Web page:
PARIS — The flashbacks come to Denys Plaud unbidden, making it hard to work: Gunshots threatening to pierce his cramped refuge in the Bataclan theater. The excruciating silence between rounds of fire. And when it was all over, stepping over the dead and dying to reach freedom.
One year on, survivors of France's deadliest extremist attacks are trying to look to the future, but they will never forget.
More than 1,700 people have been officially recognized as victims of the horror that unfolded on Nov. 13, 2015, at the Bataclan, Paris cafes and the national stadium. In addition to the 130 who died, nine remain hospitalized and others are paralyzed or otherwise irreparably damaged. According to the government's victims' minister, more than 600 are still receiving psychological treatment.
A year "was the minimum period of time for me to recover," and to mourn the dead, Plaud said. "Like a veteran, I will always have to live with this horrible (memory). You cannot make them fade. You can learn to live with them."
Plaud, a 48-year-old math and physics tutor, wrote a book to process his anguish. Cafe owner Gregory Reibenberg, whose wife died in his arms, also wrote a book, to help their 9-year-old daughter heal, and "to find sense in the senseless." Another survivor turned his flashbacks into a graphic novel, depicting the attackers as skeletons and sprinkled with poignant humor.
As France prepares to mark one year since the attacks with commemorations Sunday, Plaud still seems surprised that he escaped alive that night.
Itching to dance as he watched a concert by California rock band Eagles of Death Metal, he left the crowded dance floor for the balcony, for more room to move around.
"I just heard what sounded like firecrackers, and the first seconds I thought that someone is spoiling the show — or maybe that it was part of the show. But when I heard some shots, some screaming from people being shot, I told myself there's something wrong," he told The Associated Press this week. "I ran."
He and about 15 others hid in a small room and called police, who told them to keep quiet until emergency crews came.
It took nearly three hours.
"We were listening to some shooting and screaming, and when we thought it was over it was just the time the terrorists would reload their weapons and shoot again," he said. At one point, bullets hit a wall he was squeezed against, and he felt it shake.
When the silence and strain became too much for someone in the cramped room, he recounted, the others would softly say "shhh" — to show "we were together, we were a unit, there was no one left alone."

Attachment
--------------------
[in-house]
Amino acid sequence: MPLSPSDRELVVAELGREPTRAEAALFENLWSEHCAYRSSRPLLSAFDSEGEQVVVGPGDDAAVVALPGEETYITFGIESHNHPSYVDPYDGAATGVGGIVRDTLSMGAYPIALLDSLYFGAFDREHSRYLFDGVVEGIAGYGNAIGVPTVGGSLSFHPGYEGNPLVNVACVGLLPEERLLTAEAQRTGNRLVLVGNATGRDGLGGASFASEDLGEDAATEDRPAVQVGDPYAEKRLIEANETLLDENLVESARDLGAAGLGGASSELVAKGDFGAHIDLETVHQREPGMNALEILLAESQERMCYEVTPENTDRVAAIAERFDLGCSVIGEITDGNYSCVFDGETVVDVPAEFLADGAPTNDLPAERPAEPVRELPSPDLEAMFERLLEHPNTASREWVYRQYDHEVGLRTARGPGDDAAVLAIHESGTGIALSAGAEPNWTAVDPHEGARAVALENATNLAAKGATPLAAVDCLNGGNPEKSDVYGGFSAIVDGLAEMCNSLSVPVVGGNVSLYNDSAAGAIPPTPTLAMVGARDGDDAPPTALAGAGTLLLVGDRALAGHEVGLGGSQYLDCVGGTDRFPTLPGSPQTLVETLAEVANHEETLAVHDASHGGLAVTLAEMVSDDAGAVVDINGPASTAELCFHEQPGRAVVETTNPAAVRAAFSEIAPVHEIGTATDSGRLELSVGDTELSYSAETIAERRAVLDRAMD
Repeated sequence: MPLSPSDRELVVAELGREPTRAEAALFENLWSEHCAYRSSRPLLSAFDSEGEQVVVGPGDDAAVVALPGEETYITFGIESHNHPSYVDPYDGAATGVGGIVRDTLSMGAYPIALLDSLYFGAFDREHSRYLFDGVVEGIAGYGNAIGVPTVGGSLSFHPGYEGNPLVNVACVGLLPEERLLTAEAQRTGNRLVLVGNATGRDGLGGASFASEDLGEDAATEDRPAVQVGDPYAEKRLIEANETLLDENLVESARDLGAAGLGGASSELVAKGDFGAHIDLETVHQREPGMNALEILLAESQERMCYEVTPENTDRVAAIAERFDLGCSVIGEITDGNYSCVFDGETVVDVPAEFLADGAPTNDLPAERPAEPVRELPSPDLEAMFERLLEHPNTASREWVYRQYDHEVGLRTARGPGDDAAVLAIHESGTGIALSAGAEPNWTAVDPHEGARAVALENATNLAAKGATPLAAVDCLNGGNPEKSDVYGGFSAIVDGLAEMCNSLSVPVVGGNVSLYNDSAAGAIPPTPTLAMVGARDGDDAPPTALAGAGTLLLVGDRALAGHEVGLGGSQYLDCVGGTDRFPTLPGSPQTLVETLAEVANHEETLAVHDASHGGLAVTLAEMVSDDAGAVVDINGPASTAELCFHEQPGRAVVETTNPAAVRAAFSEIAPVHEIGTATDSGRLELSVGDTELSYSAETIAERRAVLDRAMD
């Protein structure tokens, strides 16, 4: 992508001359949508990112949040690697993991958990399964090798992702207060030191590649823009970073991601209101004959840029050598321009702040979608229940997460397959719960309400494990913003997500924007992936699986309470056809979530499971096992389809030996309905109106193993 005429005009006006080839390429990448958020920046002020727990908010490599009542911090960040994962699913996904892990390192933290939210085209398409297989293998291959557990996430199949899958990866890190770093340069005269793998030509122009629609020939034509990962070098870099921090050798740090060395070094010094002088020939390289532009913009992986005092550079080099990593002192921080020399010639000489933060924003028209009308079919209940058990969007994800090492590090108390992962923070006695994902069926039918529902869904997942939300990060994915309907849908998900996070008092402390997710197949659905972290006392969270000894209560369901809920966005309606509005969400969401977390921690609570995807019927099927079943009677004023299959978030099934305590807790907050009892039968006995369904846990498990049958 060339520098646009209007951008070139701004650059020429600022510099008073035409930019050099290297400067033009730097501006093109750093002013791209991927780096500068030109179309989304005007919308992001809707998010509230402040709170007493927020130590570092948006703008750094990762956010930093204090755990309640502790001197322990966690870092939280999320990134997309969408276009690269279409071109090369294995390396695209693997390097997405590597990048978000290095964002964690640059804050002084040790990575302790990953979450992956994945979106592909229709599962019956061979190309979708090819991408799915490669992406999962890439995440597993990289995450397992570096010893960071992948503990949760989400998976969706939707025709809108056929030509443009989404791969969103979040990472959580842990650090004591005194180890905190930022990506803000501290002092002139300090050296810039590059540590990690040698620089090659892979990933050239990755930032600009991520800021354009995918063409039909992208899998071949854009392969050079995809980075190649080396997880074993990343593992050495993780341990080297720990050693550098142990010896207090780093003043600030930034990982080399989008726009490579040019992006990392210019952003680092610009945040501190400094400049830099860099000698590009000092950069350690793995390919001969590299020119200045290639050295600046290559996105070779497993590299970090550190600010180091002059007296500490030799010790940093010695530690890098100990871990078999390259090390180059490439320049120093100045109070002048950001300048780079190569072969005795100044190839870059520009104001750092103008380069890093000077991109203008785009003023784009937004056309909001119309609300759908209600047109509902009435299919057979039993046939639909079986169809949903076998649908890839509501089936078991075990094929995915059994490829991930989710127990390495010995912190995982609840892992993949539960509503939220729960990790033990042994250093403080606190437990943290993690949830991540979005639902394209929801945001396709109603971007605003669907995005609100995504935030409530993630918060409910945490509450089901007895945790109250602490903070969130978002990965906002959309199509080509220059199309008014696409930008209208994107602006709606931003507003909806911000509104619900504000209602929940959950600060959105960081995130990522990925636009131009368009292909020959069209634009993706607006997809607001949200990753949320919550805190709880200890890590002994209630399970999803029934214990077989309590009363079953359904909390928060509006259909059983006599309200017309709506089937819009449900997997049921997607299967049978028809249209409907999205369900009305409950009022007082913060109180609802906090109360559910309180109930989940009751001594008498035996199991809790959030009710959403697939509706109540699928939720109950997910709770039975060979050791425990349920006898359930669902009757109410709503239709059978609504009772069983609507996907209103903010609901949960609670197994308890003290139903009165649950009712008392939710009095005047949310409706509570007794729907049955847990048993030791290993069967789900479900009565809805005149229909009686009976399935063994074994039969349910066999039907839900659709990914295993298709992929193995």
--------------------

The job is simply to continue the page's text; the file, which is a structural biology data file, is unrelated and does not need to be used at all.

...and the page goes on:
"When finally the emergency crew came to rescue us, we passed from that dark, tiny room to full light with a bloody battlefield . And policemen every five meters telling me 'don't look at them, mister, they are dead, you cannot do anything,'" he said. But "there were so many corpses I had to look where I put my feet."
Today, the memories sometimes pierce his concentration when he is teaching, and he has to stop.
Survivor's guilt is a problem for some. And many are still recovering from injuries.
Daniel Psenny was working from his apartment across from the Bataclan when he heard gunshots and saw panicked people escaping via the emergency exit and windows. He went down to help, pulled an injured American man into his building, reached to close the door — and was shot in the arm by an automatic rifle.
Psenny, a journalist for Le Monde, continues to undergo physical therapy after the shot burned his nerve endings. "I've lost part of the sensations and mobility in some fingers," he said. "It's a bit better than one year ago because I am on my feet and alive. But it's quite tiring and heavy-going."
"We are not like we were before. There is a 'before' and an 'after' November 13th, in the way of being, looking, seeing, even if, in my case, I continue going to a performance, to a movie, take flights, and get on with my life."
Survivors also face frustrations — the protracted investigation, the French bureaucracy required to be recognized as victims — allowing for government compensation and medical support. And what they see as injustices, like not being invited to the Bataclan's reopening concert with Sting on Saturday night. Families of those who died were given the priority instead.
Reibenberg has chosen to look to the future after what happened that night, when 19 people were killed in his cafe, La Belle Equipe. His wife Djamila's last words were "take care of Tess," their daughter. His "guardian angel," cafe manager and longtime friend Hodda Saadi, also died, along with her sister Halima, celebrating her 36th birthday.
"What these (attackers) were targeting, we were representing it fully — diversity, mixing, sharing," said Reibenberg. A French Jew, his wife was Muslim and his staff had roots reaching to Burkina Faso, Tunisia, Mexico, the Alps.
Reibenberg spoke from his apartment near the attack sites in the 11th arrondissement — and near a new tea shop he's opening soon, expanding his business because he refuses to give in to fear.
His message for the attackers is clear: "It's not because you shoot us and take away our cherished ones that we will suddenly become stupid and hateful people who will stop loving others."